Most prebiotics are complex carbohydrates that pass undigested into the colon where they are utilized by resident bacteria. Bacteria, like any other microorganism, have nutrient requirements. By meeting the needs of beneficial bacteria, prebiotics selectively promote symbiosis (a microbial composition that brings beneficial physiologic effect on the host). Prebiotics can be found in wholegrains and plant foods; chicory, asparagus, onions and leeks all contain inulin and fructooligosaccharides, which have shown to increase Bifidobacteria and Lactobacilli bacteria and decreases in pathogenic bacteria populations in clinical trials. Lactulose is an isolated prebiotic that can also be found in pharmacies and is used as a laxative.

In summary, we change, grow and age. So does our gut microbiome. Whilst aging exhibits a natural shift towards dysbiosis, this phenomena occurs in all of us at different rates. Eating a balanced and varied diet, meeting your dietary recommendations, consuming pro- and pre-biotic foods are all great ways to nurture your gut family and and your health.


  1. Bode, L. 2012. Human milk oligosaccharides: every baby needs a sugar mama. 22(9), pp.1147-1162.
  2. Zapata, H.J. and Quagliarello, V.J. 2015. The microbiota and microbiome in aging: potential implications in health and age-related diseases. Journal of the American Geriatrics Society. 63(4), pp.776-781.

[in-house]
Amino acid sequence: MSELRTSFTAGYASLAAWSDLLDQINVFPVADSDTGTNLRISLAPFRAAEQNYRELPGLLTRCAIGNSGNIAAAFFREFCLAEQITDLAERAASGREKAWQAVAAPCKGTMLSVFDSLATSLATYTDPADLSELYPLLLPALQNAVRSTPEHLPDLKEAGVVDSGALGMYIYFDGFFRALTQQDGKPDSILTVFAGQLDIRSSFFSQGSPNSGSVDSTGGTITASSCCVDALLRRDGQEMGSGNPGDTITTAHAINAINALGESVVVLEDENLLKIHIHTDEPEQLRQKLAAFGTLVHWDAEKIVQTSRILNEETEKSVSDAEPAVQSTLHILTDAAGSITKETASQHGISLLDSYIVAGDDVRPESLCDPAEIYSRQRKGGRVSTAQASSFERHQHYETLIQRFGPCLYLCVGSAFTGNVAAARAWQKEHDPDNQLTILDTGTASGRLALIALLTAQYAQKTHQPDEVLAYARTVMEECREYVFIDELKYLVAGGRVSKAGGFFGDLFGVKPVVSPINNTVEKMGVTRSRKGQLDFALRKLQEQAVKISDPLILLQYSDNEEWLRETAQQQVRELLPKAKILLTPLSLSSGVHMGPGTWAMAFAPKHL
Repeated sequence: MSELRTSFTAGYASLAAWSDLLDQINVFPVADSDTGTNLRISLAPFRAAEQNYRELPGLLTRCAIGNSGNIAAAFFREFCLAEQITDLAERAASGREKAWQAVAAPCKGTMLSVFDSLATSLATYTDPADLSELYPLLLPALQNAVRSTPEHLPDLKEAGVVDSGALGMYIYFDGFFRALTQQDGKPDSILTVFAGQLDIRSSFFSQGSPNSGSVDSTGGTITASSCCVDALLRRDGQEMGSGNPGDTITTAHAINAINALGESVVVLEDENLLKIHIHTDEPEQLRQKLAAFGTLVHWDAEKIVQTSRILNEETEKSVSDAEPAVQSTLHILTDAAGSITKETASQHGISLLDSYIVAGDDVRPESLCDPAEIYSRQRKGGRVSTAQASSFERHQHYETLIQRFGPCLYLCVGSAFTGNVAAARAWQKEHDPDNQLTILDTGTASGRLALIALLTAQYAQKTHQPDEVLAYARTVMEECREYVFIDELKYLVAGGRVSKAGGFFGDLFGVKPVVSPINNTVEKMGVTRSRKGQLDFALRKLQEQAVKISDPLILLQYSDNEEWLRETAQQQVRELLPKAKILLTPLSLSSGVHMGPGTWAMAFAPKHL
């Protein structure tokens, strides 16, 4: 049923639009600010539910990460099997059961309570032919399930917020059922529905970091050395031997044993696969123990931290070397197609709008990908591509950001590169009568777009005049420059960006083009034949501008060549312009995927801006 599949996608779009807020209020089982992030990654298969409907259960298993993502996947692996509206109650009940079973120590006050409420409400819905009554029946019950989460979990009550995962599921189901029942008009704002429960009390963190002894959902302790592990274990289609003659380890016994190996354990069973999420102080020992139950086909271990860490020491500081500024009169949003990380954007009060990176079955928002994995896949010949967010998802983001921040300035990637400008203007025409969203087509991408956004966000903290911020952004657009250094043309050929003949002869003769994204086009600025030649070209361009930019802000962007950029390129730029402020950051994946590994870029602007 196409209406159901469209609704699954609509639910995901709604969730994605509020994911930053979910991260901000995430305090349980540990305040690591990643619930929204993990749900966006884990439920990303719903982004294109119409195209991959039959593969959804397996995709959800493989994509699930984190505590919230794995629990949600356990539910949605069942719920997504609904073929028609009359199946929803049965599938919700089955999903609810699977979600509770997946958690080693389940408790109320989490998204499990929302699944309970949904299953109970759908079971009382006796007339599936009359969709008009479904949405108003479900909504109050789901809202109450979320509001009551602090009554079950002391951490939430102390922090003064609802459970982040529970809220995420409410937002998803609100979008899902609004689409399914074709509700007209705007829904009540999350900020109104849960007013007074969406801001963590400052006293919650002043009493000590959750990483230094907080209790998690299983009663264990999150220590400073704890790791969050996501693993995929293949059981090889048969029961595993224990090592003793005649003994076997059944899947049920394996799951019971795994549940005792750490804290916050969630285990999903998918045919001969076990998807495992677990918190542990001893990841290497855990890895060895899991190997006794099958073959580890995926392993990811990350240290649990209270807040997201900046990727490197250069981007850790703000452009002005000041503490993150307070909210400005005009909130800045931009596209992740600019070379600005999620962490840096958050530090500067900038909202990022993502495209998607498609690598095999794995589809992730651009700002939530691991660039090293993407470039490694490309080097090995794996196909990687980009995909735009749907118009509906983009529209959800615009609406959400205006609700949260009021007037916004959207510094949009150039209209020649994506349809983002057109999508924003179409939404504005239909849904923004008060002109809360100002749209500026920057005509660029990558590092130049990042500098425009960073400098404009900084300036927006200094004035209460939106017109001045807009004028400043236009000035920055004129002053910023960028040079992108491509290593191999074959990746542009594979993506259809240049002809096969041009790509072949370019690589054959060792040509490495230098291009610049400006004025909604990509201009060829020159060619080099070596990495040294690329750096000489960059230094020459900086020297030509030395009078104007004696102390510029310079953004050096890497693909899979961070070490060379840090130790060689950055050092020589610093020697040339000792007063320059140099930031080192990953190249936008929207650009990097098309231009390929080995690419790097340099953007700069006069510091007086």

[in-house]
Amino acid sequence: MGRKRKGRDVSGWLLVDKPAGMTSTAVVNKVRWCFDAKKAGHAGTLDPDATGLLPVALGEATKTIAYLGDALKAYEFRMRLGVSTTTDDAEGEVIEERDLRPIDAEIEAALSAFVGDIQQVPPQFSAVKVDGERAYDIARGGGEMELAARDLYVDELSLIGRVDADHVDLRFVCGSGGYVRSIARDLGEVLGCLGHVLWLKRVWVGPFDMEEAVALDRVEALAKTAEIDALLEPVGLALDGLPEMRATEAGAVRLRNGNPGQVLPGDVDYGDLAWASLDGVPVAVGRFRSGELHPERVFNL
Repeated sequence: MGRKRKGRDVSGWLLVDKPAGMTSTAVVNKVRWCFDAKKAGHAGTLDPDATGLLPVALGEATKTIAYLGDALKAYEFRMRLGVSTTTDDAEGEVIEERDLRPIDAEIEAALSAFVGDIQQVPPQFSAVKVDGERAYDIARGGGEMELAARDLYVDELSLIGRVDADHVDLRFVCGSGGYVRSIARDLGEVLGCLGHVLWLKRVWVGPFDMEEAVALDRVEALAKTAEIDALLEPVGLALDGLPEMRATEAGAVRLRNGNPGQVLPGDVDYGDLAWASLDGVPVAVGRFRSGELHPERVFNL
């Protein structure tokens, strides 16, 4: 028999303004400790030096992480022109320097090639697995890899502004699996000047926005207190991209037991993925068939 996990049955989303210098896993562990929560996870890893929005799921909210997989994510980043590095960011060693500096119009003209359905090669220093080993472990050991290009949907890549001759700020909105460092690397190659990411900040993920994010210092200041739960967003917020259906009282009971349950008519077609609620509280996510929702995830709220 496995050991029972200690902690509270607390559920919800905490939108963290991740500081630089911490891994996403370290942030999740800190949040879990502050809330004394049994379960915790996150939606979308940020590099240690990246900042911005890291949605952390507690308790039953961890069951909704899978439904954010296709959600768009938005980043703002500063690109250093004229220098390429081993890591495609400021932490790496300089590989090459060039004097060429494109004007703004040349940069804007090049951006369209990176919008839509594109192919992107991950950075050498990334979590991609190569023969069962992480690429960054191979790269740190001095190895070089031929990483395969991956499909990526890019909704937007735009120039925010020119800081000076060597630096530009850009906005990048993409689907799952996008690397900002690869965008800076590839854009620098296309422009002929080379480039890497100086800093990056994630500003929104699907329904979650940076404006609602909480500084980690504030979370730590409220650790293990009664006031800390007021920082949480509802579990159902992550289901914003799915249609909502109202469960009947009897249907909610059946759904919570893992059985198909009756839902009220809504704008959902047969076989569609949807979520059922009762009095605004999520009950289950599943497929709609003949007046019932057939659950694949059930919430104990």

3. Dogra, S., Sakwinska, O., Soh, S.-E., Ngom-Bru, C., Brück, W.M., Berger, B., Brüssow, H., Karnani, N., Lee, Y.S., Yap, F., Chong, Y.-S., Godfrey, K.M. and Holbrook, J.D. 2015. Rate of establishing the gut microbiota in infancy has consequences for future health. Gut microbes. 6(5), pp.321-325.
  4. British Nutrition Foundation. 2020. Personalised Nutrition: Listen to your gut.[Online]. [Accessed 4April 2020]. Available from:
  5. Nagpal, R., Mainali, R., Ahmadi, S., Wang, S., Singh, R., Kavanagh, K., Kitzman, D.W., Kushugulova, A., Marotta, F. and Yadav, H. 2018. Gut microbiome and aging: Physiological and mechanistic insights. Nutrition and healthy aging. 4(4), pp.267-285.
  6. Tuohy, K.M., Fava, F. and Viola, R. 2014. ‘The way to a man’s heart is through his gut microbiota’ – dietary pro- and prebiotics for the management of cardiovascular risk. Proceedings of the Nutrition Society. 73(2), pp.172-185.
  7. Childs, C. 2020. Immunity Webinar Series, Part 2: Gut Health & Immunity through the Lifecourse. [Online]. [Accessed 20 May 2020] Available from:
  8. Salazar, N., Valdés-Varela, L., González, S., Gueimonde, M. and de Los Reyes-Gavilán, C.G. 2017. Nutrition and the gut microbiome in the elderly. Gut microbes. 8(2), pp.82-97.
  9. Askarova, S., Umbayev, B., Masoud, A.-R., Kaiyrlykyzy, A., Safarova, Y., Tsoy, A., Olzhayev, F. and Kushugulova, A. 2020. The Links Between the Gut Microbiome, Aging, Modern Lifestyle and Alzheimer’s Disease. Frontiers in cellular and infection microbiology. 10, pp.104-104.
  10. Xu, C., Zhu, H. and Qiu, P. 2019. Aging progression of human gut microbiota. BMC Microbiology. 19(1), p236.
  11. Goycoolea, F.M. 2020. Carbohydrates. FOOD3330 Functional Foods. 4 March, University of Leeds.
Rusne Z

Rusne Z.

Rusne is a United Kingdom-based writer passionate about nutrition as treatment and prevention of illness. She is currently completing her Bachelor in Food Science and Nutrition at the University of Leeds, and has Research & Development experience in the reformulation of sugary soft drinks.

Apart from her studies, Rusne particularly enjoys cooking, travelling and exploring independent coffee shops.